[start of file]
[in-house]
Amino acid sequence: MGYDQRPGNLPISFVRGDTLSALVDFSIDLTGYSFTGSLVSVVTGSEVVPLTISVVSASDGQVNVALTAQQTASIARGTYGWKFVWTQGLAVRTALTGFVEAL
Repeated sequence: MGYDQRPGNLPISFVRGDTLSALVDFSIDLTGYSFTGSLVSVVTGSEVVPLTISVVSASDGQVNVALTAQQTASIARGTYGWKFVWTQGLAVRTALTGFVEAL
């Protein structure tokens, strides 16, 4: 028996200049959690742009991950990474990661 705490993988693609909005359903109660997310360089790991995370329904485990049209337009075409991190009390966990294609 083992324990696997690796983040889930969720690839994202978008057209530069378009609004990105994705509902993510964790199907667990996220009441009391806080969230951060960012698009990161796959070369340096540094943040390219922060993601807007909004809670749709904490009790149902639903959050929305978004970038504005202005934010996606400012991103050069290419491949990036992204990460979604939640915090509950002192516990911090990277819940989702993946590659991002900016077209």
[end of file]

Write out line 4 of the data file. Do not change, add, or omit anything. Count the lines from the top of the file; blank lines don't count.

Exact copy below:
């Protein structure tokens, strides 16, 4: 028996200049959690742009991950990474990661 705490993988693609909005359903109660997310360089790991995370329904485990049209337009075409991190009390966990294609 083992324990696997690796983040889930969720690839994202978008057209530069378009609004990105994705509902993510964790199907667990996220009441009391806080969230951060960012698009990161796959070369340096540094943040390219922060993601807007909004809670749709904490009790149902639903959050929305978004970038504005202005934010996606400012991103050069290419491949990036992204990460979604939640915090509950002192516990911090990277819940989702993946590659991002900016077209």